AA: I'm Avi Arditti with Rosanne Skirble, and this week on WORDMASTER: more advice about expressions of sympathy.
RS: Last month, English teacher Lida Baker talked about things to say. Now we move on to writing.
LIDA BAKER: "I think if you're writing someone a personal note, you would write the same things that you would say to a person. 'I'm so sorry for your loss.' 'My condolences.' If you're picking out a card to send to a person, look for a card that has on it either the word condolences or the word sympathy. For example: 'Our heartfelt sympathy.' 'My deepest sympathies on your loss.'
"So those are things that are appropriate to say as well as to write when someone has died."
RS: "And to go beyond that, if you know the person that died, you can add a few personal notes to make the note a little bit more personal."
AA: "An anecdote about a memory or something, or a fond memory."
AA: "What about -- "
LIDA BAKER: "Absolutely."
AA: " -- an e-mail. How do you feel about (it)? I mean: it offers immediacy, but is it really appropriate?"
LIDA BAKER: "I suppose that there are people who would say that an e-mail is too casual or too informal and that you really should send a handwritten note. But I would rather receive an e-mail than nothing, wouldn't you?"
RS: "Is this something you can teach in the classroom?"
LIDA BAKER: "Normally, when we're teaching functions of this sort, the standard classroom activity is to have students role-play. But dealing with this topic, which is so sensitive, probably I would not push my students to role-play expressing condolences to somebody if they didn't feel comfortable.
"On the other hand, it is a topic that is worth spending some time on because in real life this is a skill that we all have to have. We have to know how to express condolences. So maybe instead of role-playing, perhaps bring in a scene from a movie, a funeral scene, or a little section of a book or a play. Or the teacher can write her own short, little script -- just a very natural conversation that might take place at the home of a person that you're visiting after there's been a death in the family."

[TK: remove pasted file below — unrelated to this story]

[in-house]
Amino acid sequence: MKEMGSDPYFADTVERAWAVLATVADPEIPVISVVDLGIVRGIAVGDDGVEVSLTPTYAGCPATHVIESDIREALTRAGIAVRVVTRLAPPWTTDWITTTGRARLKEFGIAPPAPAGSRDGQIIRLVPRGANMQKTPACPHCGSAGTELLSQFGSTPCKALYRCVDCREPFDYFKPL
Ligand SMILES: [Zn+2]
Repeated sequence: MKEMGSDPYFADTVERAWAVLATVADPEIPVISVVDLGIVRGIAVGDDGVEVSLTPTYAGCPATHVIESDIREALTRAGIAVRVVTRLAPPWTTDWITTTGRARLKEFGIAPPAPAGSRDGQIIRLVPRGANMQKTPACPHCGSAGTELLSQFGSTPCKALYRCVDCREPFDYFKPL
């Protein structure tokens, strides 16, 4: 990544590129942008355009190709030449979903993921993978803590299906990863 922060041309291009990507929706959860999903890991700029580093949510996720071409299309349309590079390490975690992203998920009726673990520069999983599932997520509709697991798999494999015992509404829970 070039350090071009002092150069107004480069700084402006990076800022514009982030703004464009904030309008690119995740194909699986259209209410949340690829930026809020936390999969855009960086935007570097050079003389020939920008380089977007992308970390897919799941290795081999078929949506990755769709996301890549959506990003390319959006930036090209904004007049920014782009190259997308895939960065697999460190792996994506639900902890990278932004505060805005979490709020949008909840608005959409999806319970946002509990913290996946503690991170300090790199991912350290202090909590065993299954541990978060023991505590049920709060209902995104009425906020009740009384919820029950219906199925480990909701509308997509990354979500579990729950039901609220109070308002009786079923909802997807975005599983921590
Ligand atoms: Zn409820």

AA: "Let me ask you one more question. Let's talk for a second just about a different kind of loss -- let's say, the loss of a job. When you find out, let's say, that a friend or someone you know has lost a job, any thoughts on what is appropriate to say in, let's say, an e-mail or a handwritten note or a phone call?"
LIDA BAKER: "To my knowledge, we don't have any set phrases for expressing sympathy in the event of a loss which is not a death. In other words, when someone has died, we have phrases that everyone in our culture is familiar with -- such as 'I'm so sorry for your loss' or 'My condolences.' You would never use the word condolences when someone has suffered, let's say, a job loss or if they've had a car accident or some other unfortunate event.
"The words sympathy and condolences really are only used in the event of a death. But if someone has had another unfortunate event happen to them, I think I would say something like 'I'm sorry for what happened. Is there anything that I can do to help?' What would you say?"
RS: "'What can I do to help' or 'I'm sorry' ... "
AA: "'Thinking of you.'"
LIDA BAKER: "'I heard what happened. How can I help?' Again, I don't think we have any set phrase for a situation like that."
RS: "You try to be optimistic while being -- showing some sort of sense of reality."
AA: "Actually, in fact, that saying, 'I heard the news,' that's what I wrote recently to someone who'd had some cuts where he worked and I said 'I just heard the news and I was very sorry to hear that.'"
RS: "I think the point of all of this is just to communicate and to tell people what you're thinking, because I think that that helps on any level, whatever the loss is."
AA: "Transcends language, right?"
LIDA BAKER: "Right, and I think the phrase 'I'm sorry,' when it comes from your heart, is appropriate in any situation. And, you know, people are going to hear the intention, the kindness in your words. And remember that even if you make a grammar mistake, or if you accidentally use the wrong word, it's your kindness and your intention that comes across and that, you know, people will remember."
RS: The first part of our conversation with English teacher Lida Baker in Los Angeles is on our Web site, voanews.com/wordmaster.
AA: And that's WORDMASTER for this week. With Rosanne Skirble, I'm Avi Arditti.